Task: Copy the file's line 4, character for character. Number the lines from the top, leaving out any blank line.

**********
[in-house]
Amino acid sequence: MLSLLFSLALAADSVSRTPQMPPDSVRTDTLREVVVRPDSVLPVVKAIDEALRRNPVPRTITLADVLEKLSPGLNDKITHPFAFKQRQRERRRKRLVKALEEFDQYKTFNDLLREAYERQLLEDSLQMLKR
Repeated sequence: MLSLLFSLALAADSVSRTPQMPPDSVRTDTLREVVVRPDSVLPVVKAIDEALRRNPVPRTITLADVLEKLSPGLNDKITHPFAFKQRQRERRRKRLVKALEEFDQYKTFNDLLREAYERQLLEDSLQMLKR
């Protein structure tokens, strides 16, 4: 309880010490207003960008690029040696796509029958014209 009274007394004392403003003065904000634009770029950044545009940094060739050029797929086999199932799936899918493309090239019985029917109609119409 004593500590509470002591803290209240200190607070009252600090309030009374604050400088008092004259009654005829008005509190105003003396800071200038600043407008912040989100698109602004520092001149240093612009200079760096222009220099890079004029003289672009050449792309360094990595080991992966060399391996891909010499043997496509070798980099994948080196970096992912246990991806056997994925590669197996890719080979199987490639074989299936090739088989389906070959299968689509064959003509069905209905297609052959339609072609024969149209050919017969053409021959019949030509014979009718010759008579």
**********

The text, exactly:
């Protein structure tokens, strides 16, 4: 309880010490207003960008690029040696796509029958014209 009274007394004392403003003065904000634009770029950044545009940094060739050029797929086999199932799936899918493309090239019985029917109609119409 004593500590509470002591803290209240200190607070009252600090309030009374604050400088008092004259009654005829008005509190105003003396800071200038600043407008912040989100698109602004520092001149240093612009200079760096222009220099890079004029003289672009050449792309360094990595080991992966060399391996891909010499043997496509070798980099994948080196970096992912246990991806056997994925590669197996890719080979199987490639074989299936090739088989389906070959299968689509064959003509069905209905297609052959339609072609024969149209050919017969053409021959019949030509014979009718010759008579």